Balancing the Cost of Disasters

July 16, 2020

By Brock Parker

Dr. Silvana Croope smiling.During extreme events, such as a global pandemic or natural disaster, financial resources can become strained. Many governments are self-insured, and a growing number of incidents can hinder their abilities to help local regions and municipalities financially recover. Understanding and creating different types of strategies to offset those problems is something that needs careful attention.

“There is an economic and a financial impact of risk tolerance that government and businesses have and the never-ending payment of debt because disasters continue to happen,” said Dr. Silvana Croope, an expert in infrastructure resilience with the Alabama Transportation Institute’s Transportation Policy Research Center. “All of these are parts of very complex problems that we need to investigate and research to see if we can help improve things much more than they are today.”

Larger and more well-known disasters can cost billions of dollars, but what some people don’t take into consideration are many smaller and generally unnoticed events that can also quickly add up. Croope said that’s where agencies need to start looking and coming up with new strategies to mitigate costs.

“We see this on a small scale, for example, when FEMA recommends flood insurance for individuals, they want to know how many times disasters happen in a certain place and collect the data if they get struck time and again,” said Croope. “If you show repetitive damage, either you strengthen your design or change it. There’s not going to be more money for them (the government) to keep on giving it to you because there’s no positive return of investment.”

In the transportation realm, one of the biggest problems is flooding. Croope said she is a fan of strategies that look into the future, and one of those is buried infrastructure, or putting things underground. While there might be some larger costs upfront with installation, there will be fewer chances for those utilities, such as power lines, fiber optics and portable water, to be damaged as long as they are properly protected.

Another strategic consideration includes the creation of floating structures that are on or close to water, such as bridges, roadways and potentially even cities. Croope’s experiences in Delaware during Hurricane Sandy highlighted the differences in coastal area needs versus areas without much water. The bridge spanning Indian River Inlet was built high above the water, but near it was an old road on level land. The bridge wasn’t damaged nor tilted by the hurricane, but the lower road wasn’t as fortunate.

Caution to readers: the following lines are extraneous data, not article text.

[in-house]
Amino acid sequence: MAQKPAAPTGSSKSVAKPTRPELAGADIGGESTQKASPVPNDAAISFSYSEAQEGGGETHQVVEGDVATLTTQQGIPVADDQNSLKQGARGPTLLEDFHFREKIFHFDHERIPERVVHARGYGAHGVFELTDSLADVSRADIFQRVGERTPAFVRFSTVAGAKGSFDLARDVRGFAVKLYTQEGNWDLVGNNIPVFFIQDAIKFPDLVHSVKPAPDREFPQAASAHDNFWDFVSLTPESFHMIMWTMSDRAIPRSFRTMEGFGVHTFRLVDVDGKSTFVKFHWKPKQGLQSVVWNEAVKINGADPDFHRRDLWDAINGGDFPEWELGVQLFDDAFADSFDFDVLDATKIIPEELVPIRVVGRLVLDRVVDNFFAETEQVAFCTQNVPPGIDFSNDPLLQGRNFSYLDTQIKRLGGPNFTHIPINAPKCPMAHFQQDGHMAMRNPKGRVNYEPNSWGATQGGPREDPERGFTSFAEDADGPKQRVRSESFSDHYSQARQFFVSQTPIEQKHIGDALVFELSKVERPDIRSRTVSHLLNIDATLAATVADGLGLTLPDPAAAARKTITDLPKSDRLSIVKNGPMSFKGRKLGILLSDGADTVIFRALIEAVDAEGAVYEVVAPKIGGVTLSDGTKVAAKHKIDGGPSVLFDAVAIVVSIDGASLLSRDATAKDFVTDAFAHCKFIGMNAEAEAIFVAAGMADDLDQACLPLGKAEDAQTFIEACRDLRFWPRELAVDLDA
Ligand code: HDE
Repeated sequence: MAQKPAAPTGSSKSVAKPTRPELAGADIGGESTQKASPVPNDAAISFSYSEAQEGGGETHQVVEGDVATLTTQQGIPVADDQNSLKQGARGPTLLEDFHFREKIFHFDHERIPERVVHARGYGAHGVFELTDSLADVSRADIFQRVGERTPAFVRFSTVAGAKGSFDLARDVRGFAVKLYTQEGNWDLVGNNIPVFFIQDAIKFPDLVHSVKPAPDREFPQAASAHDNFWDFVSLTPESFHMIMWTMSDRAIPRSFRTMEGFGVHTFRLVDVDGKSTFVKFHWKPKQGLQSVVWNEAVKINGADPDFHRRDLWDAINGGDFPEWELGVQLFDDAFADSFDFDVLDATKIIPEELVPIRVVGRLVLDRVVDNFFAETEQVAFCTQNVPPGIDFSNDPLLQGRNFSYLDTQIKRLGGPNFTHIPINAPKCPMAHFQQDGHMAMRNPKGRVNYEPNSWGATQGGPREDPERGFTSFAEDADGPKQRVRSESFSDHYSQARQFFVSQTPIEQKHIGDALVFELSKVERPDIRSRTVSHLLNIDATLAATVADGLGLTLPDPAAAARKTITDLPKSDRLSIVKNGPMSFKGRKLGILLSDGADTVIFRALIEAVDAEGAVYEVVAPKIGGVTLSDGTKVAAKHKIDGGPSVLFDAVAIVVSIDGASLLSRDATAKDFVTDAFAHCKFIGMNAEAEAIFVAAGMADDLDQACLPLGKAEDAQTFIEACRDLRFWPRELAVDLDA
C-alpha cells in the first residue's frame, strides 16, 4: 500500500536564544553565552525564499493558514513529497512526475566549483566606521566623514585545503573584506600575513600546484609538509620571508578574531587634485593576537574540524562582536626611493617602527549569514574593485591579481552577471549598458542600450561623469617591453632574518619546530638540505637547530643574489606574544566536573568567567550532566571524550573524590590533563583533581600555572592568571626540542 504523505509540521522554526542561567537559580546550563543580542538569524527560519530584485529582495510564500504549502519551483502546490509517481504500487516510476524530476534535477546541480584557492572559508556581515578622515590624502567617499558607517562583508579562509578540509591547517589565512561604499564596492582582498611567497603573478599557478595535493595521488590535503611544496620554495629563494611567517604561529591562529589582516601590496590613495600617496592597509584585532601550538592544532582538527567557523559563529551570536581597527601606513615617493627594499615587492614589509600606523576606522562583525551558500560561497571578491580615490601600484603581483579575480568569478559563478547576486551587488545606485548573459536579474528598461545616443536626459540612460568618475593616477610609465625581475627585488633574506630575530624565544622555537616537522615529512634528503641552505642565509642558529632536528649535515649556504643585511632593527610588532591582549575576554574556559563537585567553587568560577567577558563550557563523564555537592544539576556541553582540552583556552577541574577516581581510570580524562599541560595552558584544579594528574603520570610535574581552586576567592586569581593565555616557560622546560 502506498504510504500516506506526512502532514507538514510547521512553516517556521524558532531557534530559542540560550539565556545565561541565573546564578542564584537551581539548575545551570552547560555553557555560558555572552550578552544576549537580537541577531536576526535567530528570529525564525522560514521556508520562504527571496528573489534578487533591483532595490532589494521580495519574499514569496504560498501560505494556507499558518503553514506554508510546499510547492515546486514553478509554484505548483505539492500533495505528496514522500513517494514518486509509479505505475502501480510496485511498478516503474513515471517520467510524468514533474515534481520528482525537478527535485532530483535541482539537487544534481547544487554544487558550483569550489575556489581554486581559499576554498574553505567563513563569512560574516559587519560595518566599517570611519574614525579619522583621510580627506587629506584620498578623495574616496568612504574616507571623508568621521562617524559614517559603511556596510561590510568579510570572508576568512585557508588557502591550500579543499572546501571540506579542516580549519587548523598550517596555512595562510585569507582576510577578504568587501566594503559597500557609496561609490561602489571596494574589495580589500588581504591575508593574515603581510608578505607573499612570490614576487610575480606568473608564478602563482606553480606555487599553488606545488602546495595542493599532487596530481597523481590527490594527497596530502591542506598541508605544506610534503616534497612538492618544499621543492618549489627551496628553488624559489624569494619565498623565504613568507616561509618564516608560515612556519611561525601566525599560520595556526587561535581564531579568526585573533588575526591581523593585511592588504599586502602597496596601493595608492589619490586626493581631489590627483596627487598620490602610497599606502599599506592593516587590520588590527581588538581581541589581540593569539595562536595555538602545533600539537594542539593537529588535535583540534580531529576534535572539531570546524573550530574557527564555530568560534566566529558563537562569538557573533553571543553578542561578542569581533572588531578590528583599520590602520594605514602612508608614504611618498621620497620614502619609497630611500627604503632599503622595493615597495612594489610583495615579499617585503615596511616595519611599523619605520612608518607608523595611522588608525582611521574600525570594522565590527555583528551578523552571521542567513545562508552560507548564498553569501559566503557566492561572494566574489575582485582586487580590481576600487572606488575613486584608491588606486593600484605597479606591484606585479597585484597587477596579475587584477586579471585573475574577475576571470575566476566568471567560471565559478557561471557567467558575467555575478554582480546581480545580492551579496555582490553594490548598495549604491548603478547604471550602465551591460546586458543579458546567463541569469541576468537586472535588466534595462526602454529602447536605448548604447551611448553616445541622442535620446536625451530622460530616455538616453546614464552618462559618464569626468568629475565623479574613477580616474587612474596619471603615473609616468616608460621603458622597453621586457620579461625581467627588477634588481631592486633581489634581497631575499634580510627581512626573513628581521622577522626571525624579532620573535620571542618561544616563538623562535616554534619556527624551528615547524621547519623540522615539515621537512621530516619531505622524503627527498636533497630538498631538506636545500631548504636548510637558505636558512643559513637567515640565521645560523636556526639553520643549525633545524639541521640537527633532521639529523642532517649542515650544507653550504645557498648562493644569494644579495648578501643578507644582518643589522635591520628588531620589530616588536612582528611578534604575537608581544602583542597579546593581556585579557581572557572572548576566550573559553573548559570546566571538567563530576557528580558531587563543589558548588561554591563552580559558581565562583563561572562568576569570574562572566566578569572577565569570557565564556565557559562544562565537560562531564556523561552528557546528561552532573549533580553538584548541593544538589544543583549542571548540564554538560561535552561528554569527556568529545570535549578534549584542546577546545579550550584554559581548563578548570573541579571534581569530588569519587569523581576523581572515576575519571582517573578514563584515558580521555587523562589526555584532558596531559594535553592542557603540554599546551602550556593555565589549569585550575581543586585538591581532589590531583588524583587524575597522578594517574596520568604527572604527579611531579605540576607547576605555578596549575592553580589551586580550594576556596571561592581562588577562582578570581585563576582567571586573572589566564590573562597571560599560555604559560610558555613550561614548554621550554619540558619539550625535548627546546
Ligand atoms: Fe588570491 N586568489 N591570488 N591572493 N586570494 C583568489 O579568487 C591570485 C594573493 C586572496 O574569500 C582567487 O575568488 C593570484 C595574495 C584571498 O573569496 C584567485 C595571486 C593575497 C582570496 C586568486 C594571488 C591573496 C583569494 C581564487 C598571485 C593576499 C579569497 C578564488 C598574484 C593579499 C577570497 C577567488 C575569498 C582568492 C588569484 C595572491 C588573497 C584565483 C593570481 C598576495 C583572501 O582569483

“We had a problem,” said Croope. “A ton of sand was covering the traditional roadway that was completing the pathway to that bridge, so that roadway wasn’t able to be used for a few days. That is a main path for tourists, residents and for supply chains, and that sand basically disrupted all access.”

Inspired by that experience, her research at The University of Alabama involves working with a new type of inexpensive sensor that can be installed at multiple points around roadways and other transportation assets. The traditional system for environmental sensing of federal highways is called the Road Weather Information System. It captures different types of data such as wind, humidity, temperature and water. Croope said one of those units can cost upward of $300,000, which includes the system, engineering and construction. That high price also extends over time with continuous high-dollar disbursements for maintenance and operations, and that limits the number of units that can be purchased for a given area.

According to Croope, the Department of Homeland Security began investing in newer sensors that drastically reduced that cost to approximately $1,000 per unit. However, with support from FEMA, she and other university researchers were able to re-engineer a design that focused on dry surface roadways, lowered the cost to around $150 per unit and establish a small network of them for less than $500. This makes it financially feasible for more than one sensor to be deployed in a given area, which in turn allows for more data to be collected, new strategies to be developed and a potential reduction in future damage and insurance payouts. The lower cost also helps a sensor to be replaced and data collection and other data-dependent services to continue if it is somehow damaged or washed away during a flooding event.

“The beauty of these sensors is that being so tiny, if they get dragged out of their location, we can put another one at a very low cost,” said Croope. “Decreasing the financial risk and then being able to replace that, it’s not something that you’re going to cry about because you don’t have funding anymore.”

Croope said exploring new options, such as these sensors, can help governments and agencies better utilize how their dollars are spent in the present versus after a disaster.

“If you think that $300,000 would be an investment cost for one, when that amount of funding is put into these lower cost sensors, we can probably deploy them all over the state,” said Croope. “This is how you actually are able to lower the cost to get to these types of solutions.”